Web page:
In Eastern Arnhem Land an overblown tone is sounded which may be one of several intervals ranging from a seventh to an eleventh above the fundamental, though a tenth seems to be more usual. Alternating with the fundamental, the overtone is used both structurally, in relation to the song item as a whole, and according to the experience and expertise of individual players.
Based on the presence, or absence, of the overtone, didjeridu song accompaniments have been divided into the following two classes: A-type, in which the fundamental supplies a continuous drone, either accented by slight pitch infections or 'coloured' by the superimposition of a vocalised sound which the overtone is described above.
In the map showing the present (1960-70) distribution of the didjeridu the same symbol (black dot) has been used for both types. A-type accompaniments are more widely distributed. They are to be found among groups on Goulbourn and Croker Islands, on the Arnhem Land mainland west of the Liverpool river, in west coastal regions north and south of Darwin, south into Kimberley districts, and along a route which extends from Oenpelli in the north-west, south-east through Bamyili into a region south of the Gulf and across the Queensland border B-type accompaniments have been found in association with songs belonging to groups east of the Liverpool river extending to the east coast of the Arnhem Land Reserve and including Groote Eylandt.
Traditional Didgeridoo Playing Methods
It should be noted here that song types distinguished by A-type and
B-type didjeridu accompaniments are performed by members of groups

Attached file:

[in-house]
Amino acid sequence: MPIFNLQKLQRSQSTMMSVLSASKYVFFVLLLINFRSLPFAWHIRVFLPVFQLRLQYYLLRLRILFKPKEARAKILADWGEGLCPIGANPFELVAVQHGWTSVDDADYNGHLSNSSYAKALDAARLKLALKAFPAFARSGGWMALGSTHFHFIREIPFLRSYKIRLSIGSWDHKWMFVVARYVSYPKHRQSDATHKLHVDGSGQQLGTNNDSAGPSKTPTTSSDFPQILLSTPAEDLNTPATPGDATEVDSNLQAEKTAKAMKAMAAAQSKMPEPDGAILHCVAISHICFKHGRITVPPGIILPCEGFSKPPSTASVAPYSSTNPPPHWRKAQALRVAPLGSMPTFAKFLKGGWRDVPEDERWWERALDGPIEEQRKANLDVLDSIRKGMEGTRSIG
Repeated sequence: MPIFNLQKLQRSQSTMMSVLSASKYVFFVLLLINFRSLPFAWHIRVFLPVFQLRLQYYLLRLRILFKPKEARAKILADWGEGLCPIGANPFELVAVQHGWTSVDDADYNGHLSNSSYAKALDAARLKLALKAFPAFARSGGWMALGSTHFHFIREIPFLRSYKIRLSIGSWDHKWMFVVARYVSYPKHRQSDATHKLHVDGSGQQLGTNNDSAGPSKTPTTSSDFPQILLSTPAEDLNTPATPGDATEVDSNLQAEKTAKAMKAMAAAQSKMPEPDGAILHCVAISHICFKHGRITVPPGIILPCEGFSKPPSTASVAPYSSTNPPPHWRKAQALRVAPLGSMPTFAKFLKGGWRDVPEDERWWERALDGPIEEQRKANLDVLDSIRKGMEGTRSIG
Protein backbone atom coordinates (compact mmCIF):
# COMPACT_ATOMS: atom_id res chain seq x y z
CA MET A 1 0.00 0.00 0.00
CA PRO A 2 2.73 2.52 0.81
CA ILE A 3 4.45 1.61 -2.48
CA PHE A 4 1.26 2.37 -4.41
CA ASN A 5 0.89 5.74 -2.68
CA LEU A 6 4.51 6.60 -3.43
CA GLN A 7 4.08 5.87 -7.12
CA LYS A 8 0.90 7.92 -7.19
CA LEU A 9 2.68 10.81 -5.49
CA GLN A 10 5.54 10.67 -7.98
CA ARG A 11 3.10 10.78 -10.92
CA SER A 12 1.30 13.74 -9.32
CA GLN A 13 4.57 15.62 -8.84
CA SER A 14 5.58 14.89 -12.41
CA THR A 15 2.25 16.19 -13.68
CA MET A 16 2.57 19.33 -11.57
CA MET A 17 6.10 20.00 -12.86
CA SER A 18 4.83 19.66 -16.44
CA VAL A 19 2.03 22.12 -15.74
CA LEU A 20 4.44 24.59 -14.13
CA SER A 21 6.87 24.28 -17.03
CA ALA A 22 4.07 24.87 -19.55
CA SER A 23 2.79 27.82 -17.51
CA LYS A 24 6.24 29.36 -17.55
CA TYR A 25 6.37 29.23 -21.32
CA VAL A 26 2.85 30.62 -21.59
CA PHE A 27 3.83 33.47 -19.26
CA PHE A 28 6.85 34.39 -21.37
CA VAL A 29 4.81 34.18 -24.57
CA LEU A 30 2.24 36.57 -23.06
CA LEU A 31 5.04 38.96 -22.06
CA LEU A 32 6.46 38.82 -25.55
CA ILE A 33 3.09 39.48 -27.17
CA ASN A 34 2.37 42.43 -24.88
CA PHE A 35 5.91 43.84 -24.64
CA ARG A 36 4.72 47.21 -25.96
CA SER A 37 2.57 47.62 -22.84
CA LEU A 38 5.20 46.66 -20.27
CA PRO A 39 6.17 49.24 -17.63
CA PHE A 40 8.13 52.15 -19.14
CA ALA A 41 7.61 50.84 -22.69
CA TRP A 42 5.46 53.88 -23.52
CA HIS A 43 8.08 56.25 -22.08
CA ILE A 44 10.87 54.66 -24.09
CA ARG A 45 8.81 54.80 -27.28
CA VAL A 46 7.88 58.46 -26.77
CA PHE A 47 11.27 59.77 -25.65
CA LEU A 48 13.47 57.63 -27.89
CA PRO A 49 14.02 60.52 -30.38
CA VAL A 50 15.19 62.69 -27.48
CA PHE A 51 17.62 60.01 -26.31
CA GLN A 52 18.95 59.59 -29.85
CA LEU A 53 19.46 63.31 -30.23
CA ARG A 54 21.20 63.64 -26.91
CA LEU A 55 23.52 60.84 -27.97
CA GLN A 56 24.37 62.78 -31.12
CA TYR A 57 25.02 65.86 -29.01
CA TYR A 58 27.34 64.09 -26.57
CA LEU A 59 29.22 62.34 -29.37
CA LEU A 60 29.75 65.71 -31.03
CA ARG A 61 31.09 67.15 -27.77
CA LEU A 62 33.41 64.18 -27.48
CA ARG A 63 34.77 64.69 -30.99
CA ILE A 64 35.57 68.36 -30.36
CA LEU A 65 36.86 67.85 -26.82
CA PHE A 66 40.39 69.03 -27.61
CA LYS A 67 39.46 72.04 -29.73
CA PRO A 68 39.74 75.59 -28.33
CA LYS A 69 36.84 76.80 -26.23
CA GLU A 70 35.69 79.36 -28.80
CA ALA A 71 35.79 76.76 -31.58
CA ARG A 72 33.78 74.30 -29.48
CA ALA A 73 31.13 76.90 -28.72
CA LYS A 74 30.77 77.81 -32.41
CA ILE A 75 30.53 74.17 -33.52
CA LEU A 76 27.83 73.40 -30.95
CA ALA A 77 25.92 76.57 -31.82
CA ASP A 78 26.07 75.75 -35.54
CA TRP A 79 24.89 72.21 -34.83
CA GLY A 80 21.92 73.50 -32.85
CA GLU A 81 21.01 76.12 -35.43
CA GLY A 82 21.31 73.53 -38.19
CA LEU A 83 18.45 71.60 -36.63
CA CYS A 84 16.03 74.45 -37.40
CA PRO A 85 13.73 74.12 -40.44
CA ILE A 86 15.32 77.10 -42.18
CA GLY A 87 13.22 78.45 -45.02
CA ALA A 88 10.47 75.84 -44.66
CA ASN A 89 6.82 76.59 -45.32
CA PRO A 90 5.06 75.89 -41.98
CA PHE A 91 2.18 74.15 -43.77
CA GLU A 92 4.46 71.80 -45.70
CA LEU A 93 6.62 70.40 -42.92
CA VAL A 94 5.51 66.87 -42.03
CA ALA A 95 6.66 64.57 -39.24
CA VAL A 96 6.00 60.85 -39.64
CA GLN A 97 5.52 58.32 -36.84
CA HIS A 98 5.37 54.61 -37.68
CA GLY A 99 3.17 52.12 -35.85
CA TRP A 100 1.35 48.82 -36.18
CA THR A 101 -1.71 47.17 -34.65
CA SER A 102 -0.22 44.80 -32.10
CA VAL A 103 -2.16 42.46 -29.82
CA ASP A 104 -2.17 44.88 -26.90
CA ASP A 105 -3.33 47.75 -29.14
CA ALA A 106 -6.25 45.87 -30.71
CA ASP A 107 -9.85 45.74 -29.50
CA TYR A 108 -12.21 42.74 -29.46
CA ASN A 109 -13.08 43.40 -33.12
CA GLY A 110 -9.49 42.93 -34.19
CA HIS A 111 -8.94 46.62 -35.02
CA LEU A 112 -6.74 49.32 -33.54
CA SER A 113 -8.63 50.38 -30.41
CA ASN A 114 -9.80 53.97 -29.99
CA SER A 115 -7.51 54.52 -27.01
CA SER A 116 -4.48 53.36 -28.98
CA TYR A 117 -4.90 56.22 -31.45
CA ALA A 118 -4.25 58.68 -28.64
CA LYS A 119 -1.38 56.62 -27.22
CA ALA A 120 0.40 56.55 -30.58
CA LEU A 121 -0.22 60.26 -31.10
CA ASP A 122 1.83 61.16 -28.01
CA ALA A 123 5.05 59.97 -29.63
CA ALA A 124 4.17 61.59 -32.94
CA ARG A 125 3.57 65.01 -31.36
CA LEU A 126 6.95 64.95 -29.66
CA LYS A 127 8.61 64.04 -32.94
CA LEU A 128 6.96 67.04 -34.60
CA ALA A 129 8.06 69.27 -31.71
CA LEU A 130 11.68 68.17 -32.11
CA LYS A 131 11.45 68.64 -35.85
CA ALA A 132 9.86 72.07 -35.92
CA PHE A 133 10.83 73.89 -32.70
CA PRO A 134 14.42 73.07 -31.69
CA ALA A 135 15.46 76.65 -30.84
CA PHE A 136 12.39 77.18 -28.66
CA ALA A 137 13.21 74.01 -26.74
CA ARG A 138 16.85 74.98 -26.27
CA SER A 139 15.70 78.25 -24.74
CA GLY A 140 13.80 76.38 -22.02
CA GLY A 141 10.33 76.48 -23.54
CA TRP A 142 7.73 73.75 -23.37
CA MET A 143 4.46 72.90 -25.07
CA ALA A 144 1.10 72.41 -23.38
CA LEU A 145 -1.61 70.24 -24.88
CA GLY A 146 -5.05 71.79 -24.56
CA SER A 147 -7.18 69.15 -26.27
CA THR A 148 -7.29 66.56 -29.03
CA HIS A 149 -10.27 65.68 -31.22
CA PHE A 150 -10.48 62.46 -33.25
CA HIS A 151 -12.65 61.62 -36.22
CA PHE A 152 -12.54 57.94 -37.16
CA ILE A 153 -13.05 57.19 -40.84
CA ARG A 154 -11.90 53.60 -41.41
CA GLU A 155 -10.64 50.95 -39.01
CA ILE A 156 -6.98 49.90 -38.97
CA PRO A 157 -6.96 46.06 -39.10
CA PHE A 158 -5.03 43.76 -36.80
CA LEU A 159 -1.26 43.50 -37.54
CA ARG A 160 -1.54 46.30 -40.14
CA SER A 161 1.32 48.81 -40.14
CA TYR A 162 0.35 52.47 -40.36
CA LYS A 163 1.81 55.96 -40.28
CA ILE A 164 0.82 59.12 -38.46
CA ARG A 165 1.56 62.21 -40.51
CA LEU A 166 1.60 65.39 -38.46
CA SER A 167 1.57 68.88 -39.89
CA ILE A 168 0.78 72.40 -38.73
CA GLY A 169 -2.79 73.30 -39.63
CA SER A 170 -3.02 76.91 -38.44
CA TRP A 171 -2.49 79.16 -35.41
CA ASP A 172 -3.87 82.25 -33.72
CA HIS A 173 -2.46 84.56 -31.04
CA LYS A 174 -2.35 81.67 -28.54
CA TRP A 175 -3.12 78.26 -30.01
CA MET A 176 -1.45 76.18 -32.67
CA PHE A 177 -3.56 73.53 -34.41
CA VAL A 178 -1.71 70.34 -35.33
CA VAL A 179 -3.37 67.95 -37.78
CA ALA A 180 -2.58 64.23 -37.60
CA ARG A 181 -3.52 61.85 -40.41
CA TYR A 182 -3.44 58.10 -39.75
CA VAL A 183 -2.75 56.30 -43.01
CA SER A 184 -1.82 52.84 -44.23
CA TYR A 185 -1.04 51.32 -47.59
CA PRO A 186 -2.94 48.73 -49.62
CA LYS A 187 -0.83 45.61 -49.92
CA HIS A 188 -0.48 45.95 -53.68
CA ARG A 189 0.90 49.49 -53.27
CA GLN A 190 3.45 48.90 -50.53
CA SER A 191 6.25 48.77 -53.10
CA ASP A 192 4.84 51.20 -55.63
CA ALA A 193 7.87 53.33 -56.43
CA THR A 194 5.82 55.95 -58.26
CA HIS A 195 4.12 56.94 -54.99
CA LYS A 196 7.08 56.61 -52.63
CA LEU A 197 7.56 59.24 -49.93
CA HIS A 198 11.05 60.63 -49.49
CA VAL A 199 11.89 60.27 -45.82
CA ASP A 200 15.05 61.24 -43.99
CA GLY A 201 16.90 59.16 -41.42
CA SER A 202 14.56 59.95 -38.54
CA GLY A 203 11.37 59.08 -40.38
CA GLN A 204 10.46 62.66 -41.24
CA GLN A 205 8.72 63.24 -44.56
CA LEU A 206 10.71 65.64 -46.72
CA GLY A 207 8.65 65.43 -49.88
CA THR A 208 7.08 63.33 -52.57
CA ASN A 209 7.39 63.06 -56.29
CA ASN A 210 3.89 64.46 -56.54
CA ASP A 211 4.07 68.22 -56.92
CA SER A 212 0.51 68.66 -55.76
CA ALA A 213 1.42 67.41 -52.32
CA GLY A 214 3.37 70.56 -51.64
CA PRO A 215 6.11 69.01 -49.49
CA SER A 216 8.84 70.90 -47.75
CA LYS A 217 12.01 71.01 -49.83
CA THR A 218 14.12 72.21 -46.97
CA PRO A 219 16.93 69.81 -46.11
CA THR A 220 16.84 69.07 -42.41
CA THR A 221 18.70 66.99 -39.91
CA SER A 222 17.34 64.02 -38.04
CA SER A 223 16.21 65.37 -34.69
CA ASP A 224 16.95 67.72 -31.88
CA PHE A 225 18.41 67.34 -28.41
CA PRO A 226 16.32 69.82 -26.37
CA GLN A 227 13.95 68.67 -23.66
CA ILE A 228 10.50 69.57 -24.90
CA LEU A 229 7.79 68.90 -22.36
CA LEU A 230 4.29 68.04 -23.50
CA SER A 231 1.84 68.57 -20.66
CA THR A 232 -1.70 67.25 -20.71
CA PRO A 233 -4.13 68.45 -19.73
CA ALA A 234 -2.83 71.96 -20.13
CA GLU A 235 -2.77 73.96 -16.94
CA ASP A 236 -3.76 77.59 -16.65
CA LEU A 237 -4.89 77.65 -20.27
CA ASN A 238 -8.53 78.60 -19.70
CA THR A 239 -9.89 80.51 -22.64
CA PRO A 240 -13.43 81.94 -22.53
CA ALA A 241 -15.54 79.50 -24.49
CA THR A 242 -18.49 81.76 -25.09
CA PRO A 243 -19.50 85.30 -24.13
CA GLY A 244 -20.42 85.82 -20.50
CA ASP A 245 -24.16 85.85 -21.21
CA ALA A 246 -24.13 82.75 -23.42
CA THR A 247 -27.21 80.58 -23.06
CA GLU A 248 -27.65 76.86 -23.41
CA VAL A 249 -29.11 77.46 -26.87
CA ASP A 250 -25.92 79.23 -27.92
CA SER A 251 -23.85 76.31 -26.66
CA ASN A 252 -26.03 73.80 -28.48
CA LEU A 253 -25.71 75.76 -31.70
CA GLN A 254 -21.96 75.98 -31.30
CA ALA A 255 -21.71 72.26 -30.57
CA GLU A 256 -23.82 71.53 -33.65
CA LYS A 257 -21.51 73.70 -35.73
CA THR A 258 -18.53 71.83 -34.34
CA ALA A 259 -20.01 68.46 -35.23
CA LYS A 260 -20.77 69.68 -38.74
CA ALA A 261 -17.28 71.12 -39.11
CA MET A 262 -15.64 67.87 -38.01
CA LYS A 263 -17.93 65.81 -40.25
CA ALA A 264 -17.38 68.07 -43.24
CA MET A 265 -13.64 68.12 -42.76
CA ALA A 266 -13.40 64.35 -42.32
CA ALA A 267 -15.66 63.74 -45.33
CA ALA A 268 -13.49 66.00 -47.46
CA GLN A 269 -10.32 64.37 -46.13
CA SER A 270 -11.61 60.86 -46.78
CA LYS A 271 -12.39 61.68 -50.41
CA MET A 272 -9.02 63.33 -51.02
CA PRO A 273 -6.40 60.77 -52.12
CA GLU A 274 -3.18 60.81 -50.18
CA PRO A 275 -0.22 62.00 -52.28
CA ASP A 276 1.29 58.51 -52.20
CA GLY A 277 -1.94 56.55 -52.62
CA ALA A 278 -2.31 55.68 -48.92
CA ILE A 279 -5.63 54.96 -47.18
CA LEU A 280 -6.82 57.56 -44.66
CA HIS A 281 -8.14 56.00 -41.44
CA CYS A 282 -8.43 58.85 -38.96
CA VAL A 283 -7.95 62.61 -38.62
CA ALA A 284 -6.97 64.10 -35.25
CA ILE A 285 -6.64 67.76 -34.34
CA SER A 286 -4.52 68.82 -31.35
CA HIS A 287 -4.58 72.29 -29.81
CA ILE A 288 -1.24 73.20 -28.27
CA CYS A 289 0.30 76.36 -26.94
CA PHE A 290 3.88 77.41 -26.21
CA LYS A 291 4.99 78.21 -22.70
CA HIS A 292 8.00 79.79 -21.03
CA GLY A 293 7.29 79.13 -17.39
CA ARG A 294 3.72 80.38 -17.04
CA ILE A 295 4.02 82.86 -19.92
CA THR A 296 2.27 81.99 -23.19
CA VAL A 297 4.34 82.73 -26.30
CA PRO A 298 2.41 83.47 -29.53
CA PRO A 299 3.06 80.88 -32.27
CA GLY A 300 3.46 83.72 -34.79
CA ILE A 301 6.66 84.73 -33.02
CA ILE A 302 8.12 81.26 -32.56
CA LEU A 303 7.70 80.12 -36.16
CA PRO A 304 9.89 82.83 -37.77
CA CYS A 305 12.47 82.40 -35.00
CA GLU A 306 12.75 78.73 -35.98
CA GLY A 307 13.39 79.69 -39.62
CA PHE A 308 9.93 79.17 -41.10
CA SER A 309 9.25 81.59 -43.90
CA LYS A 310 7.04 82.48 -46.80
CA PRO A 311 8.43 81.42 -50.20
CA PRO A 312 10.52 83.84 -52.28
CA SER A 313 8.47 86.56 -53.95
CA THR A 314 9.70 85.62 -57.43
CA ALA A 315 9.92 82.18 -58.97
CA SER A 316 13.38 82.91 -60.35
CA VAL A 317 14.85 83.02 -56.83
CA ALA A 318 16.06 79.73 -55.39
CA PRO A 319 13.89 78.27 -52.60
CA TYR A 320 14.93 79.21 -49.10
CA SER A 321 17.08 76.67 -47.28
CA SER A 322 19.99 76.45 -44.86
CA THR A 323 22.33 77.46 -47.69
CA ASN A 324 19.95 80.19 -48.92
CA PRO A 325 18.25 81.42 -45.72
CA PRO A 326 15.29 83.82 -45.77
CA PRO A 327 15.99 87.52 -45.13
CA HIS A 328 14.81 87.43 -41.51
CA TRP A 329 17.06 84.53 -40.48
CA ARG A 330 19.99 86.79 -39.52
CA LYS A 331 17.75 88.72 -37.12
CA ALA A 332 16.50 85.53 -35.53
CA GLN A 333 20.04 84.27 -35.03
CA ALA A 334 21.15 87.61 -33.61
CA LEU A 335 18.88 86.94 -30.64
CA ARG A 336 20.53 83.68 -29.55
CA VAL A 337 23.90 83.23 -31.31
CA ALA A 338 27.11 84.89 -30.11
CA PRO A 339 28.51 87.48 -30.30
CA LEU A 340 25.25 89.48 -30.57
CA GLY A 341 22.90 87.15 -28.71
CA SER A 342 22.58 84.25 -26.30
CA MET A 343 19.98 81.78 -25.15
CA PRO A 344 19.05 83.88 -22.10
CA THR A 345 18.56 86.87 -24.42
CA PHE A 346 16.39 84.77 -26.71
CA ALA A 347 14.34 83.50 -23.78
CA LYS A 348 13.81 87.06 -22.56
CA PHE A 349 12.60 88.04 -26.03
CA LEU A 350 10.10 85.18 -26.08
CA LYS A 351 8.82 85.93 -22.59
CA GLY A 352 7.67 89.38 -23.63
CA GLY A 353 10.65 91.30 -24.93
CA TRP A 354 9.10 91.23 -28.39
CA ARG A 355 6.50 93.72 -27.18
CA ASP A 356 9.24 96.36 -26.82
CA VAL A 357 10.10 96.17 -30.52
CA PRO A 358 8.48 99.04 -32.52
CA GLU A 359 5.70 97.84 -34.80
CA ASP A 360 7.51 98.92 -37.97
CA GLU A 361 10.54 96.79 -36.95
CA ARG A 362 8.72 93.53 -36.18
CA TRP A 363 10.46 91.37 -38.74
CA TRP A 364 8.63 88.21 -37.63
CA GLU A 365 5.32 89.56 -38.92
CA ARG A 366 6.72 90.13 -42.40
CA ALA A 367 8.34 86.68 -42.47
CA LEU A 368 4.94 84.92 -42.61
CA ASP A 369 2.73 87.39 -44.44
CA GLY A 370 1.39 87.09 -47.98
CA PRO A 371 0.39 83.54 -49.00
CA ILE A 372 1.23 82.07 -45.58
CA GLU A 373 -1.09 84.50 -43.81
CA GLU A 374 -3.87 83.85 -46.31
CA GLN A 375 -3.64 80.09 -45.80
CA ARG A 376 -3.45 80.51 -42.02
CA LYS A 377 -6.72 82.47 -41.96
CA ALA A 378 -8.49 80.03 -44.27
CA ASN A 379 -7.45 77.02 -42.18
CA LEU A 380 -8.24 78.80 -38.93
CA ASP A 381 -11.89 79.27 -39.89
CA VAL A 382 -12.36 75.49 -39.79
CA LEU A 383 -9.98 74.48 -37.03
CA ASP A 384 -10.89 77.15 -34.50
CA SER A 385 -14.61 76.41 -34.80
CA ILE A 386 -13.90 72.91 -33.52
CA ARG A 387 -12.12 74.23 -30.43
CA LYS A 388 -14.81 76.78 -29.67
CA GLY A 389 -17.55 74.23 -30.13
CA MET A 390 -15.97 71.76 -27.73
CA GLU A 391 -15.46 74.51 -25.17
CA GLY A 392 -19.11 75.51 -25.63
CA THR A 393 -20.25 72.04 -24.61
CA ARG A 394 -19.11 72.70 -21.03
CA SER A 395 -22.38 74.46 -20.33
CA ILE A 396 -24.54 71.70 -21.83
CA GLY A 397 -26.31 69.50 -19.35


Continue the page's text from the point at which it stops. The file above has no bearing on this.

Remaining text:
speaking 'pre-fixing' and 'Yuulngu' languages respectively.
Heath (maintains that, within the overall Australian linguistic picture, 'the prefixing languages of Arnhem Land and the Yuulngu languages are as remote from each other genetically as any two subgroups in the continent'; and that 'the two have come into contact due to migrations, after having evolved quite separately in different parts of the continent'. The linguistic picture highlights the present music scenario.
Despite continuing cross-fertilisation of stylistic features in the song performances of the Yuulngu of the one hand, and adjacent groups which include the Nunggubuyu (farther south) and Enindilyakwa speakers (Groote Eylandt) on the other, there are disparate elements in the music of pre-fixing and Yuulngu groups some of which may have been even more clearly apparent during an earlier period.
The Didgeridoo is not normally played as a solo instrument. It contains to a well integrated musical ensemble in which the chief participant, usually the song owner, sings as he beats together two hand sticks. In such ensembles there may be two or more stick-beating singers but never more than one didjeridu player. In eastern parts of Arnhem Land (see map) area 'N') the B-type player may also beat a stick against the tube of the instrument to synchronise with the singer's stick beats; alternatively he may flick the tube with his finger.
When seated, B-type player usually rests the distal end of the instrument on the ground or inside a box or bucket for resonance. Traditionally the resonator was bailer shell. A seated A-type player holds the distal end above the ground, either moving it slightly from side to side, or resting it on his upturned foot. This requires a two-handed grip. The right arm of the player may rest on his right knee which is bent, giving mid-way support either by a right-handed grip or allowing the tube to the tube to rest on his right wrist. With his other hand he grips the tube at the narrow end nearest his mouth.